The University of Wisconsin Oshkosh will promote accessible, representative, and altruistic leadership, responsive shared governance, and flexible resource stewardship. We will be broad, open, and inclusive in governance processes and will align our human, physical, and financial resources to meet our established priorities.

Administrative Leadership Principles

The University's Assessment Plan calls for the assessment of student learning in General Education and every undergraduate major program.  The purpose of the University Assessment Plan is to articulate learning outcome goals for the General Education program and every undergraduate major program and assess whether those learning outcome goals are being accomplished.  The University employs multiple measures to determine if learning outcome goals are being accomplished.

Essential Learning Outcomes for Students

The University of Wisconsin Oshkosh embraces the following definition of liberal education:
Liberal education is a philosophy of education that empowers individuals with broad knowledge and transferable skills, and a strong sense of values, ethics, and civic engagement.  These broad goals have been enduring even as the courses and requirements that comprise a liberal education have changed over the years.  Characterized by challenging encounters with important and relevant issues today and throughout history, a liberal education prepares graduates both for socially valued work and for civic leadership in their society. It usually includes a general education curriculum that provides broad exposure to multiple disciplines and ways of knowing, along with more in-depth study in at least one field or area of concentration. [Source: Advocacy  “What is a liberal education?” ]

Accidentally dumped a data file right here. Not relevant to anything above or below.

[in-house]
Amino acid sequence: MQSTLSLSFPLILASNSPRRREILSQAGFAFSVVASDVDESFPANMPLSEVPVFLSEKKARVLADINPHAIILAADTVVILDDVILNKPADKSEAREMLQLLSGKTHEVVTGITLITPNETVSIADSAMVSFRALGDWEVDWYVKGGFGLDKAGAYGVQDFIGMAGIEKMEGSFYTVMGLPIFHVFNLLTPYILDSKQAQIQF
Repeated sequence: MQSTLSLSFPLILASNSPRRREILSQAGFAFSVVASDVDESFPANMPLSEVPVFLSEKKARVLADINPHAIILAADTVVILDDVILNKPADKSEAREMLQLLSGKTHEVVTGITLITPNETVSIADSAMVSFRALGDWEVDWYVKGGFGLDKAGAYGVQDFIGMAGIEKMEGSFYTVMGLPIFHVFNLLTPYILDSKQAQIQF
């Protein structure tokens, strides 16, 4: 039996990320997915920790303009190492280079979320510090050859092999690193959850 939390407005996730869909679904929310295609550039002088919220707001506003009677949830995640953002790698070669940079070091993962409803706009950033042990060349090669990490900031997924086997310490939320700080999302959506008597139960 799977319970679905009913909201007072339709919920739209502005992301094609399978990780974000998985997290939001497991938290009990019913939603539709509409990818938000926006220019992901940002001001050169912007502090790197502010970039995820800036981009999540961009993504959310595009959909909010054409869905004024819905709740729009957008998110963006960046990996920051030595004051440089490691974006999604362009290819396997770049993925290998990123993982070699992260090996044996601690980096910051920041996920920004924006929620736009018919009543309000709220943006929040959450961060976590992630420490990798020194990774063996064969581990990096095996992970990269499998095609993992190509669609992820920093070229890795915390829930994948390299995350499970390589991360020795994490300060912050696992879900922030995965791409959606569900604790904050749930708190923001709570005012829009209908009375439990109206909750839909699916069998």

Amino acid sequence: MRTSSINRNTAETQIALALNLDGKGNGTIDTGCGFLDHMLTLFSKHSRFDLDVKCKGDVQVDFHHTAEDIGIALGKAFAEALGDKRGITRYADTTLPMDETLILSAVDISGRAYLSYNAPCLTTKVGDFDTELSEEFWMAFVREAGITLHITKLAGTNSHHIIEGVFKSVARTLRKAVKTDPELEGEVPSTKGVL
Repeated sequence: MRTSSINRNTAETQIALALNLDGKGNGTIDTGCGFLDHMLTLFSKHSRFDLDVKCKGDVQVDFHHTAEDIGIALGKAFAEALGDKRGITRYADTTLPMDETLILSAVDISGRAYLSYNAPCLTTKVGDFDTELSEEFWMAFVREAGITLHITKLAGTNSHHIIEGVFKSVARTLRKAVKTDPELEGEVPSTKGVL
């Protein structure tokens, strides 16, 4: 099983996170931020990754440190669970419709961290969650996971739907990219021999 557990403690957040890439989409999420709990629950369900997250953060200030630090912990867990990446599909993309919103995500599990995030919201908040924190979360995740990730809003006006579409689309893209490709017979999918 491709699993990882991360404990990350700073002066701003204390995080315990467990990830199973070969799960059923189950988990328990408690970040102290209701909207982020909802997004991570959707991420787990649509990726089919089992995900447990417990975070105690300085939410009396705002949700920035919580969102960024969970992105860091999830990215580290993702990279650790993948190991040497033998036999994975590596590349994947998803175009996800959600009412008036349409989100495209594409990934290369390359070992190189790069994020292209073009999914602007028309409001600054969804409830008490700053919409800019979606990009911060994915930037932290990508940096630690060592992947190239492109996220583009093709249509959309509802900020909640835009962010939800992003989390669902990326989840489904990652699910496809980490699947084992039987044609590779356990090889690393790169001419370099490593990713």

Knowledge of Human Cultures and the Physical and Natural World

• Through study in fine and performing arts, humanities, mathematics and science, and social science
Focused by engagement with big questions, both contemporary and enduring

Skills, both Intellectual and Practical, including

• Identification and objective evaluation of theories and assumptions
• Critical and creative thinking
• Written and oral communication
• Quantitative literacy
• Technology and information literacy
• Teamwork, leadership, and problem solving
Practiced extensively, across the curriculum, in the context of progressively more challenging problems, projects, and standards for performance

Responsibility, as Individuals and Communities, including

• Knowledge of sustainability and its applications
• Civic knowledge and engagement—local and global
• Intercultural knowledge and competence
• Ethical reasoning and action
• Foundations and skills for lifelong learning
Developed through real-world challenges and active involvement with diverse communities 

Learning: Integrated, Synthesized, and Advanced, including

• Synthesis and advanced accomplishment across general and specialized studies
Demonstrated through the application of knowledge, skills, and responsibilities to new settings and complex problems.  

[Note: Learning Outcomes are adapted from AAC&U report, College Learning for a New Global Century].  

The primary measures of General Education Program learning outcome goals include:

Undergraduate Majors Assessment Plans

Every undergraduate major program has articulated learning outcome goals for their students and develops multiple measures to access whether those goals are being accomplished.  Examples of measures developed by major programs include: